“The weak link”

Frank has focused on PAN for much of his 12 years at NCAR. In the 2000 Texas Air Quality Study, he analyzed different types of PAN compounds to conclude that industrial emissions, not isoprene from plants, were contributing significantly to high ozone levels in Houston (see the March 2002 issue of Staff Notes Monthly).

But most of his work has relied on gas chromatographs to measure PAN concentrations. Gas chromatography involves sending air through a column that separates individual components, primarily by molecular weight. The components that come out of the column are then measured and quantified as a function of time.

Although NCAR’s PAN gas chromatograph is one of the fastest and most sensitive instruments of its kind, it takes about two minutes to analyze the important PAN species. In contrast, common methods for measuring nitrogen oxides and ozone take only about a second. “PAN has always been the weak link,” Frank says.

A few years ago, Frank and Greg Huey began discussing a different approach: a mass spectrometer. Their idea was to heat the PAN molecules to split them apart, ionize the resulting radicals (fragments of the original molecule), and record their relative abundance by measuring the respective ion.

The challenge, however, was to keep the unstable radicals in existence long enough to measure them. “The tricky part is to get them to react with iodide before they all disappear,” Frank says. This required numerous adjustments to pressure, temperature, and flow.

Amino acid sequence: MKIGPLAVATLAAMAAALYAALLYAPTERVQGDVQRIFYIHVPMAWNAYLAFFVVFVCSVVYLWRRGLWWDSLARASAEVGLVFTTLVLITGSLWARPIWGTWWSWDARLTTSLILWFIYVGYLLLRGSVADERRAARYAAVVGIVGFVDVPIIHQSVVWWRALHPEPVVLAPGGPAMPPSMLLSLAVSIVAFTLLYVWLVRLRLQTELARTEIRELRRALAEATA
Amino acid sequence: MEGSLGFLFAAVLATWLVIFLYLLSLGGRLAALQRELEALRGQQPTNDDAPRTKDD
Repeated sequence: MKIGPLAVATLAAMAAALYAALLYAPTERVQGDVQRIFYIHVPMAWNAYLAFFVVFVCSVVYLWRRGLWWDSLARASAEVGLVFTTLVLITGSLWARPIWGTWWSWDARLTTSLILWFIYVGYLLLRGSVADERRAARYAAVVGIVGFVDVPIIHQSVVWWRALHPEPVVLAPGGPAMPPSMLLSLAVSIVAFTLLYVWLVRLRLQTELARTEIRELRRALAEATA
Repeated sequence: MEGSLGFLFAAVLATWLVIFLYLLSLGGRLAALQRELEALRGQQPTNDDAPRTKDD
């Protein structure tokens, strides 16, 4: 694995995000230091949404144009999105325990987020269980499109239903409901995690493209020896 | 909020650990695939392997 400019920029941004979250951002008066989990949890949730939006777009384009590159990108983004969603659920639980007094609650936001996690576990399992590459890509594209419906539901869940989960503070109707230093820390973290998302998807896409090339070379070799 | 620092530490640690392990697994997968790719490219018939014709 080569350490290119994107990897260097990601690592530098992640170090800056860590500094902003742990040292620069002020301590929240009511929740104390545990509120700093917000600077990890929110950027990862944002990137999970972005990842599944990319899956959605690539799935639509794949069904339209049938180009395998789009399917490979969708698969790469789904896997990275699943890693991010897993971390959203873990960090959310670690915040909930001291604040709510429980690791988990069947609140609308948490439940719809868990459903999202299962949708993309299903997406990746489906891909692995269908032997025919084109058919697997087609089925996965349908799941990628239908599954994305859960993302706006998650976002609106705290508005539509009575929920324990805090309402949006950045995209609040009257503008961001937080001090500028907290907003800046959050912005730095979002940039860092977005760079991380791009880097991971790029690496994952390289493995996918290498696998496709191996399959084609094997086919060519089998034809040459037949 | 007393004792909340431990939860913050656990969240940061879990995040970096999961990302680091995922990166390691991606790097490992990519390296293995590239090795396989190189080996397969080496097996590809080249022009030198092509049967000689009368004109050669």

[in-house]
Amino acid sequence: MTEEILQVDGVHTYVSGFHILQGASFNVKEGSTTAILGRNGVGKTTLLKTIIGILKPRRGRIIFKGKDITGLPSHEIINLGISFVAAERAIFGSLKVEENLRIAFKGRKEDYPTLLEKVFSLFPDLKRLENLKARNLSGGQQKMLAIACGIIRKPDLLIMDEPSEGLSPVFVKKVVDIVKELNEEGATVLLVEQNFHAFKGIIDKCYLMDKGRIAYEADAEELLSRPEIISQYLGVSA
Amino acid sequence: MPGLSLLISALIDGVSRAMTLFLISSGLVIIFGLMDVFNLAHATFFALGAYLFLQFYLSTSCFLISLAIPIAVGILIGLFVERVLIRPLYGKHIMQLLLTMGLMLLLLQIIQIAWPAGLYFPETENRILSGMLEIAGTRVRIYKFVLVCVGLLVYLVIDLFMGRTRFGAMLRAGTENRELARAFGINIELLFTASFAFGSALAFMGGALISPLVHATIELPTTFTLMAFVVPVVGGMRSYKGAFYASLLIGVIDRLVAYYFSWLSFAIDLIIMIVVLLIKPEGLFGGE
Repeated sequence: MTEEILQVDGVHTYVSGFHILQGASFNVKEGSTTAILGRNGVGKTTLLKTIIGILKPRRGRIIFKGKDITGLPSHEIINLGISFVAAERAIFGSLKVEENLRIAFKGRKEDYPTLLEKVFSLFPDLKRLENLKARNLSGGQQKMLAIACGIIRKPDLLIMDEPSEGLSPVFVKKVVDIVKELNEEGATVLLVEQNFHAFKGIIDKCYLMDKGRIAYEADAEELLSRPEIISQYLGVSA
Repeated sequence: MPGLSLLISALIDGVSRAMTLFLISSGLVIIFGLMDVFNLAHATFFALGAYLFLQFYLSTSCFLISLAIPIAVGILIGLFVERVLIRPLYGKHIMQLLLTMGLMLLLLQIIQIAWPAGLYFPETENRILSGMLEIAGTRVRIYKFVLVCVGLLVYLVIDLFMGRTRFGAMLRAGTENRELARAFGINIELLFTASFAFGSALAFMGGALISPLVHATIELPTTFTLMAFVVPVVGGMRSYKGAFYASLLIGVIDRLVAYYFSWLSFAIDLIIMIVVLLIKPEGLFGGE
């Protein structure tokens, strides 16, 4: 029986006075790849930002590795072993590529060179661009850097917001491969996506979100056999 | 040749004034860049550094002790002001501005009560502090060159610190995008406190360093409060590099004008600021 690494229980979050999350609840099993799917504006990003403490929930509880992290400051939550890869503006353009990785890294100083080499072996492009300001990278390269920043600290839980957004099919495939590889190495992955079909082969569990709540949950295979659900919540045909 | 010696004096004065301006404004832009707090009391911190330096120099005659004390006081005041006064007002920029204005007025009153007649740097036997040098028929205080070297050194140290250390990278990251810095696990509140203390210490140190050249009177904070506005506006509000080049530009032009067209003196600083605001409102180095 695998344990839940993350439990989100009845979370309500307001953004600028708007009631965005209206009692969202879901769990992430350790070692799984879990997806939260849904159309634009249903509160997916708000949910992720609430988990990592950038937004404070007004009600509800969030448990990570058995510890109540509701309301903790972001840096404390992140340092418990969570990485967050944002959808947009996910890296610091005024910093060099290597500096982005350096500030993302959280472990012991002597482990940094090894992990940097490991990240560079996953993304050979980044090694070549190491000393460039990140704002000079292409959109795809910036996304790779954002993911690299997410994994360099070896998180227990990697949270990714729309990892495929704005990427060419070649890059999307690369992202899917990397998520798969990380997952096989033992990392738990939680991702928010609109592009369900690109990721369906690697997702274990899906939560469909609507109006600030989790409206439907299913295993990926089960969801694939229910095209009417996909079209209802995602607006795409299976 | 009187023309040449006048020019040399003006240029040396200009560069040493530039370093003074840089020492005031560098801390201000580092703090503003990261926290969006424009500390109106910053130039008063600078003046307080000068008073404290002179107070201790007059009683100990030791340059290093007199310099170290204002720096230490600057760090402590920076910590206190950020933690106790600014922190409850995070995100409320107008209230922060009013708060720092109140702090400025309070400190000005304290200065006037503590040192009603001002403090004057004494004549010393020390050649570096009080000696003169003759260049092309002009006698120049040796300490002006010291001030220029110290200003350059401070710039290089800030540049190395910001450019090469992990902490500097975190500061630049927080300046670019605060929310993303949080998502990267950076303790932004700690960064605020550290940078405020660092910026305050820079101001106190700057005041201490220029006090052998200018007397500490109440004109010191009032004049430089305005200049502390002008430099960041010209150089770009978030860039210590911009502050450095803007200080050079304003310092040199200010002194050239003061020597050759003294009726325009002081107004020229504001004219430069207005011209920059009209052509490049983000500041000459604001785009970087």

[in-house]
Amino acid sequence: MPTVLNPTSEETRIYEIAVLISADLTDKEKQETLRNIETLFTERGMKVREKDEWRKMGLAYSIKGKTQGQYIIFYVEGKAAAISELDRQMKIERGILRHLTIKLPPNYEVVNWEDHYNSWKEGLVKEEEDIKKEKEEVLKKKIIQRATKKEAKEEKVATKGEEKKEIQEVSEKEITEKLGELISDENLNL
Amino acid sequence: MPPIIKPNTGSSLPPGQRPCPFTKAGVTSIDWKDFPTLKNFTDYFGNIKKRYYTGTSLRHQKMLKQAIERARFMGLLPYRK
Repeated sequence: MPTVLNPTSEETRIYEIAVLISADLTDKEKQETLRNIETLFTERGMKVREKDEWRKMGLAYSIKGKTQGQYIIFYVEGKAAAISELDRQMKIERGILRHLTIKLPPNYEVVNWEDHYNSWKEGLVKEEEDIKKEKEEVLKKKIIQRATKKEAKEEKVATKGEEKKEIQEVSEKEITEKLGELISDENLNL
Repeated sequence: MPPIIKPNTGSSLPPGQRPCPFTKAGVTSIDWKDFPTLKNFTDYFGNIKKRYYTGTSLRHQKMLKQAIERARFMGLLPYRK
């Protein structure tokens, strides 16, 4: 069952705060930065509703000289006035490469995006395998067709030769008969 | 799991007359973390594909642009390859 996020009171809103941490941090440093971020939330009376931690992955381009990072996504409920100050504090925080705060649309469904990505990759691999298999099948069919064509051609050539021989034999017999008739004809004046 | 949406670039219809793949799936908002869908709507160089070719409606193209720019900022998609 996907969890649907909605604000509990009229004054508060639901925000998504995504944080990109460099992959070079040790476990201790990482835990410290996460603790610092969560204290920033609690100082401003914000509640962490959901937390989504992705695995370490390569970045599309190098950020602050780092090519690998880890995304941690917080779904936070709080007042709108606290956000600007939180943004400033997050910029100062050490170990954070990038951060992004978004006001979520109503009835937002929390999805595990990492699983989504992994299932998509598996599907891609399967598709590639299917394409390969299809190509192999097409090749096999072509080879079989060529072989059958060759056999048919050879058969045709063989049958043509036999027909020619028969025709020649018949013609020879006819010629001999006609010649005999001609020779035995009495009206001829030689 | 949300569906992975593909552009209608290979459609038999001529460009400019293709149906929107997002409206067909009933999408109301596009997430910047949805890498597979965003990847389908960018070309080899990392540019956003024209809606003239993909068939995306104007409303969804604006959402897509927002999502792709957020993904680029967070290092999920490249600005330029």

To create the PAN-CIMS instrument, Frank worked closely with postdoctoral researcher Aaron Swanson in ACD, and with Georgia Tech’s David Tanner and Darlene Slusher, as well as Greg. Other ACD staffers helped design key instrument components, including graduate student Sandra Lopes, Roger Hendershot, Rudy Montoya, William Bradley;, and John Vanderpol. NOAA’s Jim Roberts, an expert on PAN and organic nitrates, also provided guidance.

The 300-pound spectrometer cost about $150,000 to build. NSF, NOAA, and NASA provided the funding.

PAN

The PAN CIMS instrument. Air comes in from the left and is drawn into the thermal dissociation unit. The large cylinder to the right is the vacuum housing for the mass spectrometer. (Courtesy Frank Flocke.)

The real test

Last year, a PAN-CIMS unit operated by Georgia Tech performed up to expectations at a ground-based trial in the Duke Forest in North Carolina during a study led by ACD’s biogenics group. But this summer comes the real test. The instrument will be flown aboard a NOAA P-3 aircraft in the Northeast as part of a series of international experiments designed to better understand the formation of air pollution in the northeastern United States and how it gets transported around vast stretches of the globe.